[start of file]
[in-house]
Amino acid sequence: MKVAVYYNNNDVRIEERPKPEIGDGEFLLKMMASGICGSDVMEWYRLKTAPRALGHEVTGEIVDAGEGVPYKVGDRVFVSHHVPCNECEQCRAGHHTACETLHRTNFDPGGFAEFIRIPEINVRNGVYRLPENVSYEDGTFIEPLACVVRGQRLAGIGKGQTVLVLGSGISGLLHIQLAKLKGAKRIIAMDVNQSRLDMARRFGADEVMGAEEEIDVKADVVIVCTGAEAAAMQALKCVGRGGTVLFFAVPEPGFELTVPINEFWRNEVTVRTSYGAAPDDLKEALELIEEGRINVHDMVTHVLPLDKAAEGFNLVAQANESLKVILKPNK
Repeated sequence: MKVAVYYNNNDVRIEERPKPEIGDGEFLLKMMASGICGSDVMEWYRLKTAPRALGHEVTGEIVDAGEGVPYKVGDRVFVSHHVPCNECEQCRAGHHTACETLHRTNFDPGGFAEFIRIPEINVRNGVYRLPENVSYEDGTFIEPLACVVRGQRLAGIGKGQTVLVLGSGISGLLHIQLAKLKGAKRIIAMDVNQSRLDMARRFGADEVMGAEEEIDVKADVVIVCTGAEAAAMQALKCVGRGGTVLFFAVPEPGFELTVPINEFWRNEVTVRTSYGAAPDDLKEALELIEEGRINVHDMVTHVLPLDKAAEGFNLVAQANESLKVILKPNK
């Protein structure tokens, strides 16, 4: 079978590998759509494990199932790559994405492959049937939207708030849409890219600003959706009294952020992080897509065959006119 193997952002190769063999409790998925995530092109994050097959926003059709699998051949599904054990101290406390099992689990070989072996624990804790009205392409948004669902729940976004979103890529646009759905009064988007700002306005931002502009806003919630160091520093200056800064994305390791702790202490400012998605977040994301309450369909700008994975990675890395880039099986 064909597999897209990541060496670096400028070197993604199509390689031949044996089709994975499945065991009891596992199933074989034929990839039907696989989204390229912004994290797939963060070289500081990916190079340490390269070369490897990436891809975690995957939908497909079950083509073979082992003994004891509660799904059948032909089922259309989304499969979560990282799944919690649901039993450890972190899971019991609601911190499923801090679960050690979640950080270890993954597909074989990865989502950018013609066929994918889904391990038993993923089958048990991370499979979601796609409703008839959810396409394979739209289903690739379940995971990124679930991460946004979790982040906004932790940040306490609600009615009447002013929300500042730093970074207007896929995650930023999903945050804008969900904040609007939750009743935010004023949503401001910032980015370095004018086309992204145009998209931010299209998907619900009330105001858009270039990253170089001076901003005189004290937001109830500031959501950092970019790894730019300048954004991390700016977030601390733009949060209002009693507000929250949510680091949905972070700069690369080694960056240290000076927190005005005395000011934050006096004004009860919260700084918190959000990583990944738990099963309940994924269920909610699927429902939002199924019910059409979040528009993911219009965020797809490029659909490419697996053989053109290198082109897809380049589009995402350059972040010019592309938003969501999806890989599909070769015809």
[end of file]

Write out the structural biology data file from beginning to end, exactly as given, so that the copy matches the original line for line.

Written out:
[in-house]
Amino acid sequence: MKVAVYYNNNDVRIEERPKPEIGDGEFLLKMMASGICGSDVMEWYRLKTAPRALGHEVTGEIVDAGEGVPYKVGDRVFVSHHVPCNECEQCRAGHHTACETLHRTNFDPGGFAEFIRIPEINVRNGVYRLPENVSYEDGTFIEPLACVVRGQRLAGIGKGQTVLVLGSGISGLLHIQLAKLKGAKRIIAMDVNQSRLDMARRFGADEVMGAEEEIDVKADVVIVCTGAEAAAMQALKCVGRGGTVLFFAVPEPGFELTVPINEFWRNEVTVRTSYGAAPDDLKEALELIEEGRINVHDMVTHVLPLDKAAEGFNLVAQANESLKVILKPNK
Repeated sequence: MKVAVYYNNNDVRIEERPKPEIGDGEFLLKMMASGICGSDVMEWYRLKTAPRALGHEVTGEIVDAGEGVPYKVGDRVFVSHHVPCNECEQCRAGHHTACETLHRTNFDPGGFAEFIRIPEINVRNGVYRLPENVSYEDGTFIEPLACVVRGQRLAGIGKGQTVLVLGSGISGLLHIQLAKLKGAKRIIAMDVNQSRLDMARRFGADEVMGAEEEIDVKADVVIVCTGAEAAAMQALKCVGRGGTVLFFAVPEPGFELTVPINEFWRNEVTVRTSYGAAPDDLKEALELIEEGRINVHDMVTHVLPLDKAAEGFNLVAQANESLKVILKPNK
């Protein structure tokens, strides 16, 4: 079978590998759509494990199932790559994405492959049937939207708030849409890219600003959706009294952020992080897509065959006119 193997952002190769063999409790998925995530092109994050097959926003059709699998051949599904054990101290406390099992689990070989072996624990804790009205392409948004669902729940976004979103890529646009759905009064988007700002306005931002502009806003919630160091520093200056800064994305390791702790202490400012998605977040994301309450369909700008994975990675890395880039099986 064909597999897209990541060496670096400028070197993604199509390689031949044996089709994975499945065991009891596992199933074989034929990839039907696989989204390229912004994290797939963060070289500081990916190079340490390269070369490897990436891809975690995957939908497909079950083509073979082992003994004891509660799904059948032909089922259309989304499969979560990282799944919690649901039993450890972190899971019991609601911190499923801090679960050690979640950080270890993954597909074989990865989502950018013609066929994918889904391990038993993923089958048990991370499979979601796609409703008839959810396409394979739209289903690739379940995971990124679930991460946004979790982040906004932790940040306490609600009615009447002013929300500042730093970074207007896929995650930023999903945050804008969900904040609007939750009743935010004023949503401001910032980015370095004018086309992204145009998209931010299209998907619900009330105001858009270039990253170089001076901003005189004290937001109830500031959501950092970019790894730019300048954004991390700016977030601390733009949060209002009693507000929250949510680091949905972070700069690369080694960056240290000076927190005005005395000011934050006096004004009860919260700084918190959000990583990944738990099963309940994924269920909610699927429902939002199924019910059409979040528009993911219009965020797809490029659909490419697996053989053109290198082109897809380049589009995402350059972040010019592309938003969501999806890989599909070769015809």